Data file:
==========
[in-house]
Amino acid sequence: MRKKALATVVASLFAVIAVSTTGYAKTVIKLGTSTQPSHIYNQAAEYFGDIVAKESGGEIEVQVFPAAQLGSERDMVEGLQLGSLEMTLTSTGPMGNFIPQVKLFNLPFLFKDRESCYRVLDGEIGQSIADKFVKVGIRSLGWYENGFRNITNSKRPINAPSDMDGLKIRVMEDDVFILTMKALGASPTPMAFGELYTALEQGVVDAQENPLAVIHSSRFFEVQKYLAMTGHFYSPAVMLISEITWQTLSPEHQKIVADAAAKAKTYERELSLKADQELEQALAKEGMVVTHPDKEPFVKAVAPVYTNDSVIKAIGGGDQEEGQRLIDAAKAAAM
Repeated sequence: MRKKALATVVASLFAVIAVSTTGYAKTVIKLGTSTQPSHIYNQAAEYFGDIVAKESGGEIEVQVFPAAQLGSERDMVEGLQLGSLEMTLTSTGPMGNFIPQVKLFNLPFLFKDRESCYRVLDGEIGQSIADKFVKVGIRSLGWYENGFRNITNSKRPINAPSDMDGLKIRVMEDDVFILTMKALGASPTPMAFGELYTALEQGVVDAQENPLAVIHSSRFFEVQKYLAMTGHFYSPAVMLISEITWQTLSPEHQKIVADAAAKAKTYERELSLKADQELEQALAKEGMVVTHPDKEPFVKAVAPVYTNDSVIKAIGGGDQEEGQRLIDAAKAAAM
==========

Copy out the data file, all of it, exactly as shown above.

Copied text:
[in-house]
Amino acid sequence: MRKKALATVVASLFAVIAVSTTGYAKTVIKLGTSTQPSHIYNQAAEYFGDIVAKESGGEIEVQVFPAAQLGSERDMVEGLQLGSLEMTLTSTGPMGNFIPQVKLFNLPFLFKDRESCYRVLDGEIGQSIADKFVKVGIRSLGWYENGFRNITNSKRPINAPSDMDGLKIRVMEDDVFILTMKALGASPTPMAFGELYTALEQGVVDAQENPLAVIHSSRFFEVQKYLAMTGHFYSPAVMLISEITWQTLSPEHQKIVADAAAKAKTYERELSLKADQELEQALAKEGMVVTHPDKEPFVKAVAPVYTNDSVIKAIGGGDQEEGQRLIDAAKAAAM
Repeated sequence: MRKKALATVVASLFAVIAVSTTGYAKTVIKLGTSTQPSHIYNQAAEYFGDIVAKESGGEIEVQVFPAAQLGSERDMVEGLQLGSLEMTLTSTGPMGNFIPQVKLFNLPFLFKDRESCYRVLDGEIGQSIADKFVKVGIRSLGWYENGFRNITNSKRPINAPSDMDGLKIRVMEDDVFILTMKALGASPTPMAFGELYTALEQGVVDAQENPLAVIHSSRFFEVQKYLAMTGHFYSPAVMLISEITWQTLSPEHQKIVADAAAKAKTYERELSLKADQELEQALAKEGMVVTHPDKEPFVKAVAPVYTNDSVIKAIGGGDQEEGQRLIDAAKAAAM